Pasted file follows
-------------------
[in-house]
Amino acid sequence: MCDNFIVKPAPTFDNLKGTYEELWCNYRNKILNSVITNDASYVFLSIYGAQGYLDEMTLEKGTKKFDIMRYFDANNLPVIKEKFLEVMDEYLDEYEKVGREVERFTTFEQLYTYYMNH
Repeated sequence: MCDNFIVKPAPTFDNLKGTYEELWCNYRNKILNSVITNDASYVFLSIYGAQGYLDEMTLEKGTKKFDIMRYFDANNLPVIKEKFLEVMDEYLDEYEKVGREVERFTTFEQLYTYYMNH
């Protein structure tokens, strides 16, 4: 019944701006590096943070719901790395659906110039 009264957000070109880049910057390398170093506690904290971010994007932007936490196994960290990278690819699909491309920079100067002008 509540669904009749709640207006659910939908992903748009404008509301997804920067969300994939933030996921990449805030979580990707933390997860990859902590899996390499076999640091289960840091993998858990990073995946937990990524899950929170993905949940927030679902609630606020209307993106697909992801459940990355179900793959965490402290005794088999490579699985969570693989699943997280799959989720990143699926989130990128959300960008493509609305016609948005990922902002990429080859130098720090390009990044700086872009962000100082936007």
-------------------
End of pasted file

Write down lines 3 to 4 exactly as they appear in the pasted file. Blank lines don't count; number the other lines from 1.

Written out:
Repeated sequence: MCDNFIVKPAPTFDNLKGTYEELWCNYRNKILNSVITNDASYVFLSIYGAQGYLDEMTLEKGTKKFDIMRYFDANNLPVIKEKFLEVMDEYLDEYEKVGREVERFTTFEQLYTYYMNH
């Protein structure tokens, strides 16, 4: 019944701006590096943070719901790395659906110039 009264957000070109880049910057390398170093506690904290971010994007932007936490196994960290990278690819699909491309920079100067002008 509540669904009749709640207006659910939908992903748009404008509301997804920067969300994939933030996921990449805030979580990707933390997860990859902590899996390499076999640091289960840091993998858990990073995946937990990524899950929170993905949940927030679902609630606020209307993106697909992801459940990355179900793959965490402290005794088999490579699985969570693989699943997280799959989720990143699926989130990128959300960008493509609305016609948005990922902002990429080859130098720090390009990044700086872009962000100082936007």